In case you can’t tell, this version is based off of Jimmy Palmiotti and Amanda Connor’s work. I don’t know how often I need to describe how this portrayal was the worst thing to ever happen to Harley Quinn. Their version of the character was basically a self-insert of a middle-aged couple who makes poop, sex, and pop culture jokes that are funny to mostly themselves, and I suppose to Gail Simone as well. Reading this kind of stuff is like pouring sewage into one’s mind. It’s the kind of writing that has made Harley so hated over time.

The artwork meanwhile is objectively good. David Baldeon provides a very exaggerated, cartoonish style for the comic, which is fitting. The problem is that he’s asked to create art that accurately depicts an obnoxious character, and consequently, I thought that the over-exaggerated drawings of Harley screaming and flirting were just that: obnoxious. However, that’s not his fault. The problem is with the writing and tone of the story that called for him to draw in that sort of way.


“Stacked Deck” by Chris Condon and Jacob Phillips

In stark contrast to the last story, Chris Condon chooses to portray actual Harley Quinn in a scenario that is meant to explore what Harley’s life could’ve been like if she had never become Harley Quinn. It’s an interesting concept. I appreciate the reverence Condon seems to have for the original Mad Love issue by Paul Dini and Bruce Timm. There are even pages that directly reference scenes and panel layouts from that story. Harley sounds much more grounded and innocent in a way that makes me back her as a likable character.

The ending, in particular, really hit me hard. I very much appreciated having a Harley story that was allowed to have a downer ending for once, as the tragedy of Harley’s character has always been one of her strengths in writing.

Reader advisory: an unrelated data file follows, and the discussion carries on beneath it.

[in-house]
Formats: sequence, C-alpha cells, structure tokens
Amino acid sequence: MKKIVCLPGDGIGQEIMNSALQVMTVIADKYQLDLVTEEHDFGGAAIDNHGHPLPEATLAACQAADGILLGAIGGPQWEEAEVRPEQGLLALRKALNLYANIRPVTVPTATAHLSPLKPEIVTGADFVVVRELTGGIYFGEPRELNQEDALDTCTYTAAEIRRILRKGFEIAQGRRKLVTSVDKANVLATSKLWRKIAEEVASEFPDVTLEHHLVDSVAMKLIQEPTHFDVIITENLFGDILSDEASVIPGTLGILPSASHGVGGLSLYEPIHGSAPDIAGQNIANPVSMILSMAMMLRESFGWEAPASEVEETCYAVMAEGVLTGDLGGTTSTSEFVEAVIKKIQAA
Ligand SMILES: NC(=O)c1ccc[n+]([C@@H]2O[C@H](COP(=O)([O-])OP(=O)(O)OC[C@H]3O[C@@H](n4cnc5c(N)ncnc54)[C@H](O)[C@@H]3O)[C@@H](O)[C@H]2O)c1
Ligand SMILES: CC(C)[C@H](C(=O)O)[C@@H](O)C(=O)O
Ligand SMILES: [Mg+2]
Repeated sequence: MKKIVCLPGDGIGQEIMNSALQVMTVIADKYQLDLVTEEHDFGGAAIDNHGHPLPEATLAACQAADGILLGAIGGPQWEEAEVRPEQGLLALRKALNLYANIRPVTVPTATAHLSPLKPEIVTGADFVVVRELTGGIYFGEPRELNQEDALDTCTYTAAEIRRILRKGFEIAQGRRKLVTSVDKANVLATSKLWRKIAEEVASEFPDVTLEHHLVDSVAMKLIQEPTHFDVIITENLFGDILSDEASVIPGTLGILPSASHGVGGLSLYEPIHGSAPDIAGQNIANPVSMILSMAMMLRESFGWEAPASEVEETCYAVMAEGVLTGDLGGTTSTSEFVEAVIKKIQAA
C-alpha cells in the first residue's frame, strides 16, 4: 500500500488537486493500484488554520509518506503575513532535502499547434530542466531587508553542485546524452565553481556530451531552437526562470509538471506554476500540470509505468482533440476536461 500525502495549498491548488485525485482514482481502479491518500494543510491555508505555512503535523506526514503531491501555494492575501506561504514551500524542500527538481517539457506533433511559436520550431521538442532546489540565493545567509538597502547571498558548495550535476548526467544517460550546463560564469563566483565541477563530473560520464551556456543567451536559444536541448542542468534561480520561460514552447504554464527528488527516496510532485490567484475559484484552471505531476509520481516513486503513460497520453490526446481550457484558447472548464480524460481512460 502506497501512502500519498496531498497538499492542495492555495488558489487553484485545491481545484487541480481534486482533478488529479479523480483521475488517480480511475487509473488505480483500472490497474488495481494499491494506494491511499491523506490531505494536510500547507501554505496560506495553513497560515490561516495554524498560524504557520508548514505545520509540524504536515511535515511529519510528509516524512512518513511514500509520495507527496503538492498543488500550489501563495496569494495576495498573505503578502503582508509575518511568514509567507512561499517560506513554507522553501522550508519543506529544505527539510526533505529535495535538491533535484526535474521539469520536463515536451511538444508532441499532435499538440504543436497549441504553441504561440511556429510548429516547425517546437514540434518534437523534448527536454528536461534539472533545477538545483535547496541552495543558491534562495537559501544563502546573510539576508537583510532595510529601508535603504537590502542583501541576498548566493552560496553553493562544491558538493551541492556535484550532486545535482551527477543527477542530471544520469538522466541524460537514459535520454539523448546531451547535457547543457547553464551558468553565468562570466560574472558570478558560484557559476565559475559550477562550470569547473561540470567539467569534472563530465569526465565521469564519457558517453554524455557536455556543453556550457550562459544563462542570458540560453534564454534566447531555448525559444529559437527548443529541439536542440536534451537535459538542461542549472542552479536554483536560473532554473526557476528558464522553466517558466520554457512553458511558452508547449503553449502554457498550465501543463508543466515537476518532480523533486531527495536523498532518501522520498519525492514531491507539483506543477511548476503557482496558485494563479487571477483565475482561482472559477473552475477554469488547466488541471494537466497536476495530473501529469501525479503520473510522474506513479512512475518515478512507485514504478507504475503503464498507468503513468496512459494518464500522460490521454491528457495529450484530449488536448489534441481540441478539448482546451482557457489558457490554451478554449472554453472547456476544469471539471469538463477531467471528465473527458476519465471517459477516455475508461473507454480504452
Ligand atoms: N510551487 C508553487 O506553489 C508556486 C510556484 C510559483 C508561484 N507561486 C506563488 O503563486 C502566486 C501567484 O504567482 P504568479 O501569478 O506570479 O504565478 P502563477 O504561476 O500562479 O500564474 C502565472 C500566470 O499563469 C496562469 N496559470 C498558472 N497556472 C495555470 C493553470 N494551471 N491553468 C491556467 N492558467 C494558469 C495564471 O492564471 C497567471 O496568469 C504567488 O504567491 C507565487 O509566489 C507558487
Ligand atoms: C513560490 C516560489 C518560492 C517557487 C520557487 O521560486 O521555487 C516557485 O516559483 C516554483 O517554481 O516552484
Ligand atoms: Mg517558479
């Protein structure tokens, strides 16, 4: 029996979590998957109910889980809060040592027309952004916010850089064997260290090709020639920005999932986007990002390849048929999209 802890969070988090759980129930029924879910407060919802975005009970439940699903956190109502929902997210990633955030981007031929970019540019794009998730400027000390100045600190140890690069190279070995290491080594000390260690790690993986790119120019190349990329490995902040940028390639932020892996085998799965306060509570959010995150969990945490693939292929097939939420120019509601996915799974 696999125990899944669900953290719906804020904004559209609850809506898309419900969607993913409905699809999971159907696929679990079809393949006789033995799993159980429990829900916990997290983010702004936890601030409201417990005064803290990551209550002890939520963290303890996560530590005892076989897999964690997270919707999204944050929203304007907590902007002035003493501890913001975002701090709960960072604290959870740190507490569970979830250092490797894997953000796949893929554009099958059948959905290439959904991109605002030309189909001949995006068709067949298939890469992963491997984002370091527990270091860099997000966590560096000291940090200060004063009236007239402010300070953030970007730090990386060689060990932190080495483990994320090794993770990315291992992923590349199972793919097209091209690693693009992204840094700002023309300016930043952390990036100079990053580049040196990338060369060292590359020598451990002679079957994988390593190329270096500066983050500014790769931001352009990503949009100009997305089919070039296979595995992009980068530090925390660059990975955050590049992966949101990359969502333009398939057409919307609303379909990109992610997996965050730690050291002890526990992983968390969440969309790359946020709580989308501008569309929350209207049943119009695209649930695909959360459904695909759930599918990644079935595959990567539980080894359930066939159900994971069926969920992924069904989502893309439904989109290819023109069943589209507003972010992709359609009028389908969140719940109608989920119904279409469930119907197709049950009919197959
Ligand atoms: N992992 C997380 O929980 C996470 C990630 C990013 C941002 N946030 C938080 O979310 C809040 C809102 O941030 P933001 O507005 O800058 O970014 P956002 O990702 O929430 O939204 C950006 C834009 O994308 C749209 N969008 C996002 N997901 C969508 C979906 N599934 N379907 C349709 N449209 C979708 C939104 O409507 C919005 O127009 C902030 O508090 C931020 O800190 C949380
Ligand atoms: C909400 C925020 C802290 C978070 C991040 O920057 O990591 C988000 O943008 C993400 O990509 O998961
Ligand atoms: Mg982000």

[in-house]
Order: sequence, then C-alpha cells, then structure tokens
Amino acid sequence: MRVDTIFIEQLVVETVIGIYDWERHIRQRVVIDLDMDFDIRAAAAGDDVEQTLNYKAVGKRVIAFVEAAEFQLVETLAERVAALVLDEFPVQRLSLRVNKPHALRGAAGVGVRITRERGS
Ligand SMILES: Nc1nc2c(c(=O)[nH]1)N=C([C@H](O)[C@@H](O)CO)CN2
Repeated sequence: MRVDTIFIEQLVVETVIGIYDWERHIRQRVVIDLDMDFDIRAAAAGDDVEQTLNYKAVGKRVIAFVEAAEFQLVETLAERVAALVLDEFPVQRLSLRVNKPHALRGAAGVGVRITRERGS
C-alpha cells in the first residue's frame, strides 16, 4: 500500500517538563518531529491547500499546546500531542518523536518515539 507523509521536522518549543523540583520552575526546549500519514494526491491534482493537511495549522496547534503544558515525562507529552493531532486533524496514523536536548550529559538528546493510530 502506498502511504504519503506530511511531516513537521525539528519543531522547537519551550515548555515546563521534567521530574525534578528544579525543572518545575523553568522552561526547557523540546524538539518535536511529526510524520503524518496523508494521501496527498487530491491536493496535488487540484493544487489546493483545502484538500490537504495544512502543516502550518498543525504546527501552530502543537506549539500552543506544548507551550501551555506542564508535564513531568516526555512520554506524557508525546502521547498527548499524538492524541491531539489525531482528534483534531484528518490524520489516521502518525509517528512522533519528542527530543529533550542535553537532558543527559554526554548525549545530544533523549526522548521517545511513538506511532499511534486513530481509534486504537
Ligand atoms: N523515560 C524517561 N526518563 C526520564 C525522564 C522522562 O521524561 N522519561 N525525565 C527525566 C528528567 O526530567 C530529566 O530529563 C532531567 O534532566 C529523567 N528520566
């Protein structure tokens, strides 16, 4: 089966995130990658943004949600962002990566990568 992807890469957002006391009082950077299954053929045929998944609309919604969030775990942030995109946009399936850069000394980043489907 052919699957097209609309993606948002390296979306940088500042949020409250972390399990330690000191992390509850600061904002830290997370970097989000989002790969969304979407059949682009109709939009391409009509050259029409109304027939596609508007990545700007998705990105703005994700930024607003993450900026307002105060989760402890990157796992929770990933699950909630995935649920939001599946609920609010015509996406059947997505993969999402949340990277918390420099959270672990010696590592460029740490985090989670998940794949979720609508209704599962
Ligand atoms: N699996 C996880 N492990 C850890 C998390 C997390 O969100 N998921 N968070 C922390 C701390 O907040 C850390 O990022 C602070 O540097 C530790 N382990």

However, there were things that held this story back.

1. The artwork isn’t good. Harley looks like a man at multiple points. There was also a conceptually very stylized moment that was meant to demonstrate how Harley felt as if someone’s blood was on her hands, but the simplistic art didn’t provide any sense of surrealism for it.

2. It felt very contrived to say that the entire life of this massive character would’ve changed just over a missed alarm and some car trouble in which she might miss her first appointment with the Joker.

3. This comic is built on the premise that Harley was/is a good person without the Joker. However, this comic is also directly referencing Mad Love. Harley Quinn was not a good person in that book. Mad Love very specifically laid out that Harley was a person who wanted to exploit the stories of her patients for money and fame rather than to actually help them. She felt sympathy for the Joker in a way that made her take his side in his senseless murder crusade. But if her ultimate goal was to cure him, she wouldn’t have also helped him in his murderous crimes.

There is an innocent side to Harley Quinn, and I really appreciate the love that Chris Condon seems to have for the character. I just wish that more writers would incorporate ALL of her character, and not just one select part. She can be both a victim of manipulation and not a great person herself at the same time.